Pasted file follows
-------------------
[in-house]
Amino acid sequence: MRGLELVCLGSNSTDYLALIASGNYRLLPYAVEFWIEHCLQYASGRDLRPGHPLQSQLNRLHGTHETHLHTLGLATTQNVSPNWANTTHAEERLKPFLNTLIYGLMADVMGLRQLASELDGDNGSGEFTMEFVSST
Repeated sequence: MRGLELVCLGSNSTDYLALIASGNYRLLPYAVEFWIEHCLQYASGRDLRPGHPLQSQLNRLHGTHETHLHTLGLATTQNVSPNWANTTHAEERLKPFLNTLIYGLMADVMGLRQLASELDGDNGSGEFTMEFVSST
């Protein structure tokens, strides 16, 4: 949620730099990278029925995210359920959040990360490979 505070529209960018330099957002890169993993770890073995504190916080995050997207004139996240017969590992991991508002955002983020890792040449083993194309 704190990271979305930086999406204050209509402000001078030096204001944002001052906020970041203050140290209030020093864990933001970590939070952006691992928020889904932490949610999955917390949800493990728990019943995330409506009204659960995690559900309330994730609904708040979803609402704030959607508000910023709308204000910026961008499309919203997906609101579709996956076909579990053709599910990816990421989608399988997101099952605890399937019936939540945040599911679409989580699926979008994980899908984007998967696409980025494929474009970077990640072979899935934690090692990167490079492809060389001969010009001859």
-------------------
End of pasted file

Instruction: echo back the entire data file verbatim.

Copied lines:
[in-house]
Amino acid sequence: MRGLELVCLGSNSTDYLALIASGNYRLLPYAVEFWIEHCLQYASGRDLRPGHPLQSQLNRLHGTHETHLHTLGLATTQNVSPNWANTTHAEERLKPFLNTLIYGLMADVMGLRQLASELDGDNGSGEFTMEFVSST
Repeated sequence: MRGLELVCLGSNSTDYLALIASGNYRLLPYAVEFWIEHCLQYASGRDLRPGHPLQSQLNRLHGTHETHLHTLGLATTQNVSPNWANTTHAEERLKPFLNTLIYGLMADVMGLRQLASELDGDNGSGEFTMEFVSST
């Protein structure tokens, strides 16, 4: 949620730099990278029925995210359920959040990360490979 505070529209960018330099957002890169993993770890073995504190916080995050997207004139996240017969590992991991508002955002983020890792040449083993194309 704190990271979305930086999406204050209509402000001078030096204001944002001052906020970041203050140290209030020093864990933001970590939070952006691992928020889904932490949610999955917390949800493990728990019943995330409506009204659960995690559900309330994730609904708040979803609402704030959607508000910023709308204000910026961008499309919203997906609101579709996956076909579990053709599910990816990421989608399988997101099952605890399937019936939540945040599911679409989580699926979008994980899908984007998967696409980025494929474009970077990640072979899935934690090692990167490079492809060389001969010009001859």